Economics (NCERT) Notes → Class XII

1.1 Production and Allocation of Resources

Resources and Needs
•People in a society need many goods and services in their everyday life including food, clothing, shelter, transport facilities like roads and railways, postal services and various other services like that of teachers and doctors.
•Each person can produce some goods or services by using the resources that it has, and use part of the produce to obtain many other goods and services which it needs.
•Different people have access to different resources and each individual can use her resources to fulfil her needs.
 
Examples of sharing of resources 
•A farmer can produce corn, use part of the produce for consumption purposes and procure clothing, housing and various services in exchange for the rest of the produce.
•A weaver can get the goods and services that she wants in exchange for the cloth she produces in her yarn.
•A teacher can earn some money by teaching students in the school and use the money for obtaining the goods and services that she wants.
•A labourer fulfills her needs by using whatever money she can earn by working for someone else.
 
Goods and services
•Goods mean physical, tangible objects used to satisfy people’s wants and needs.
•Goods can be brought and sold in the market.
•The term ‘services’ captures the intangible satisfaction of wants and needs.
•Food items, clothes, TV, cars etc. are examples of goods.
•Doctors and teachers perform for us are as examples of services.
 
Making best use of resources 
•Every individual in society is engaged in the production of some goods or services and she wants a combination of many goods and services not all of which are produced by her.
•As the resources of each person is limited, he is is forced to make a choice between the different goods and services that are available, as getting anything means giving up some amounts of other goods or services.
     •If the family wants to have a bigger house, it may have to give up the idea of having a few more acres of arable land.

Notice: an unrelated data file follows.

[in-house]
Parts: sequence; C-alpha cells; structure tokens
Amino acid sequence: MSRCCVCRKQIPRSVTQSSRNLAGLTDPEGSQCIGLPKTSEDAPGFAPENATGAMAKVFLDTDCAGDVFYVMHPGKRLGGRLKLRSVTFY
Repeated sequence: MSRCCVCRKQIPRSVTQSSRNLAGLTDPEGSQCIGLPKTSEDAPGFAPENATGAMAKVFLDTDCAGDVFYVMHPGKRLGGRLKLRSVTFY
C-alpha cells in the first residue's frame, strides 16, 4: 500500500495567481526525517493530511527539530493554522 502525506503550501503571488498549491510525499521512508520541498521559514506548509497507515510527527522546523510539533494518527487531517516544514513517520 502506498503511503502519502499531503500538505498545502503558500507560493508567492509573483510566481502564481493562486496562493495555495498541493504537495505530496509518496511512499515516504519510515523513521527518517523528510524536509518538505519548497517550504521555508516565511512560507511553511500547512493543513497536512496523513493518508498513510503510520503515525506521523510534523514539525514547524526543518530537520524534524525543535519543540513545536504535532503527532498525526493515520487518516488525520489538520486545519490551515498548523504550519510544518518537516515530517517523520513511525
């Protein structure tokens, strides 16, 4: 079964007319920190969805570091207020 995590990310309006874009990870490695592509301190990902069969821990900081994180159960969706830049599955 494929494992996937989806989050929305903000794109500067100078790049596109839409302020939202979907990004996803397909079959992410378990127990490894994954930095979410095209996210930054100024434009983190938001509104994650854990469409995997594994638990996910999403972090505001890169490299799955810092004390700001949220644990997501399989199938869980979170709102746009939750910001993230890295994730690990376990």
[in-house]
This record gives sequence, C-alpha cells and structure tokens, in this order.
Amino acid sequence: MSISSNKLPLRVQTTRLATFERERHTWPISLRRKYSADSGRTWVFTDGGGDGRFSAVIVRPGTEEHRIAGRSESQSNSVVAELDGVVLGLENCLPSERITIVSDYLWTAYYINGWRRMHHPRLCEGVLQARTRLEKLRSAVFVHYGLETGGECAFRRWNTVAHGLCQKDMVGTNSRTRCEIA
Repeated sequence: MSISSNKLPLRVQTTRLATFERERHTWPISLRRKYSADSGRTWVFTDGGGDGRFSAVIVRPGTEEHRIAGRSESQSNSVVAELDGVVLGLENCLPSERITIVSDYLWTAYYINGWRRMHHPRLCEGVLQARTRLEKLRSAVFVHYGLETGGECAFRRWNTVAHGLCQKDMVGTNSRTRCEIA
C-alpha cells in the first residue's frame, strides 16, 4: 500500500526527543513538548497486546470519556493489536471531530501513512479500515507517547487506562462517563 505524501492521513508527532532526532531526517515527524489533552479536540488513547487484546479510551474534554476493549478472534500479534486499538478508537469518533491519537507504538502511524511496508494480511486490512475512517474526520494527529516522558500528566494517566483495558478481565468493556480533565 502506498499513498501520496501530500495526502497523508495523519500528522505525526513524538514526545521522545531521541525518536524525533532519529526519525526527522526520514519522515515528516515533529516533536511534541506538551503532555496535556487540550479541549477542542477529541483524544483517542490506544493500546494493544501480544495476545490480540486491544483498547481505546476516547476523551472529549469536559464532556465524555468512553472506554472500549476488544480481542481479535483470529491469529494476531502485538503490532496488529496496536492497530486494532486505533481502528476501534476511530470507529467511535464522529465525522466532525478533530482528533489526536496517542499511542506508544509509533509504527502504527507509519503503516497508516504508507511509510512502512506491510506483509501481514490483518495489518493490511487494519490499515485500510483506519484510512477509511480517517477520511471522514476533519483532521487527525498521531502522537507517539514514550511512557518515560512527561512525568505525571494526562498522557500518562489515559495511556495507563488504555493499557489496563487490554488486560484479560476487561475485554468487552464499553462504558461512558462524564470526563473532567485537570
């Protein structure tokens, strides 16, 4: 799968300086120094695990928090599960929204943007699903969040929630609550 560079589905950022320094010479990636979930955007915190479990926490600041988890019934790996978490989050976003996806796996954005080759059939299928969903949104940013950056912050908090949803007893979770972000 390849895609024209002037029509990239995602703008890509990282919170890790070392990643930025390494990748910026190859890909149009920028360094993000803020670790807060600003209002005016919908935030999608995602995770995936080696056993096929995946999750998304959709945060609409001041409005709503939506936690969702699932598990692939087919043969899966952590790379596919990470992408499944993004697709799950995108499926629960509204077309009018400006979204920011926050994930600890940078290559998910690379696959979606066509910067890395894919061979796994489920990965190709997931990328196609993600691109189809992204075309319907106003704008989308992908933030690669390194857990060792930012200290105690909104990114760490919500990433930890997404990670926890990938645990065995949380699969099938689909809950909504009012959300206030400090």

•If it wants more and better education for the children, it may have to give up some of the luxuries of life.
•Everyone faces scarcity of resources, and therefore, has to use the limited resources in the best possible way to fulfil her needs.
 
Diversion of Resources
•There has to be some compatibility between what people in society collectively want to have and what they produce.
•For example, the total amount of corn produced by family farm along with other farming units in a society must match the total amount of corn that people in the society collectively want to consume.
•If people in the society do not want as much corn as the farming units are capable of producing collectively, a part of the resources of these units could have been used in the production of some other good or services which is in high demand.
•On the other hand, if people in the society want more corn compared to what the farming units are producing collectively, the resources used in the production of some other goods and services may be reallocated to the production of corn.  
 
Allocation of resources
•The resources of the society are scarce in comparison to what the people in the society might collectively want to have.
•The scarce resources of the society have to be allocated properly in the production of different goods and services in keeping with the likes and dislikes of the people of the society.
•Any allocation of resources of the society would result in the production of a particular combination of different goods and services.
 
The basic economic problem
•The goods and services thus produced will have to be distributed among the individuals of the society.
•The allocation of the limited resources and the distribution of the final mix of goods and services are two of the basic economic problems faced by the society.



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